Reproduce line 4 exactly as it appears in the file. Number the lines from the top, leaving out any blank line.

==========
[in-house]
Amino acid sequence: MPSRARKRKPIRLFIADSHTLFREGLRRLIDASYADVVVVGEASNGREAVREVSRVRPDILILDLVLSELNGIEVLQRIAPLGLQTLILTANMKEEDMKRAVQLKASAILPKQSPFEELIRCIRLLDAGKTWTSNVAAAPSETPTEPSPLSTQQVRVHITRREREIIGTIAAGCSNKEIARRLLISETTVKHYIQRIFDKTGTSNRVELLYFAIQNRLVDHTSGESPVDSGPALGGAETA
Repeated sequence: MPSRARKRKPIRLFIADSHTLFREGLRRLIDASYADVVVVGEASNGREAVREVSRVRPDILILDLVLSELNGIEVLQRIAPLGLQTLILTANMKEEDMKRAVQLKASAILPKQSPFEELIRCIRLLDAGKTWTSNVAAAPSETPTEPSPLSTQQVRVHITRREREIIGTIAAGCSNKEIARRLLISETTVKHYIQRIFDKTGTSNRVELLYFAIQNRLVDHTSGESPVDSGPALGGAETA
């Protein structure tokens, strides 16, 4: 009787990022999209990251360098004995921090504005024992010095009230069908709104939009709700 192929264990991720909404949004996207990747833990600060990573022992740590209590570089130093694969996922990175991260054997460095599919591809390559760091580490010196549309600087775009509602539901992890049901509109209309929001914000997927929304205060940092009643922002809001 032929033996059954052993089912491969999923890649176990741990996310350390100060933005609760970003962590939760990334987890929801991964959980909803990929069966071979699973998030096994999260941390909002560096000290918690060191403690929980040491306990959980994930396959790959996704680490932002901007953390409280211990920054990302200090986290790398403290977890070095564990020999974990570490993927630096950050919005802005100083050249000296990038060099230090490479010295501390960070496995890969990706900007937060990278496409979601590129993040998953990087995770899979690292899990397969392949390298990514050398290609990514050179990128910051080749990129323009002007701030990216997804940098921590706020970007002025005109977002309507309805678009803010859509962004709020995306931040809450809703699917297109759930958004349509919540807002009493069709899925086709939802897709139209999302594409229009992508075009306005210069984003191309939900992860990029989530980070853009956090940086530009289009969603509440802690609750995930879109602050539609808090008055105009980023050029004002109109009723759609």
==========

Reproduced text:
């Protein structure tokens, strides 16, 4: 009787990022999209990251360098004995921090504005024992010095009230069908709104939009709700 192929264990991720909404949004996207990747833990600060990573022992740590209590570089130093694969996922990175991260054997460095599919591809390559760091580490010196549309600087775009509602539901992890049901509109209309929001914000997927929304205060940092009643922002809001 032929033996059954052993089912491969999923890649176990741990996310350390100060933005609760970003962590939760990334987890929801991964959980909803990929069966071979699973998030096994999260941390909002560096000290918690060191403690929980040491306990959980994930396959790959996704680490932002901007953390409280211990920054990302200090986290790398403290977890070095564990020999974990570490993927630096950050919005802005100083050249000296990038060099230090490479010295501390960070496995890969990706900007937060990278496409979601590129993040998953990087995770899979690292899990397969392949390298990514050398290609990514050179990128910051080749990129323009002007701030990216997804940098921590706020970007002025005109977002309507309805678009803010859509962004709020995306931040809450809703699917297109759930958004349509919540807002009493069709899925086709939802897709139209999302594409229009992508075009306005210069984003191309939900992860990029989530980070853009956090940086530009289009969603509440802690609750995930879109602050539609808090008055105009980023050029004002109109009723759609």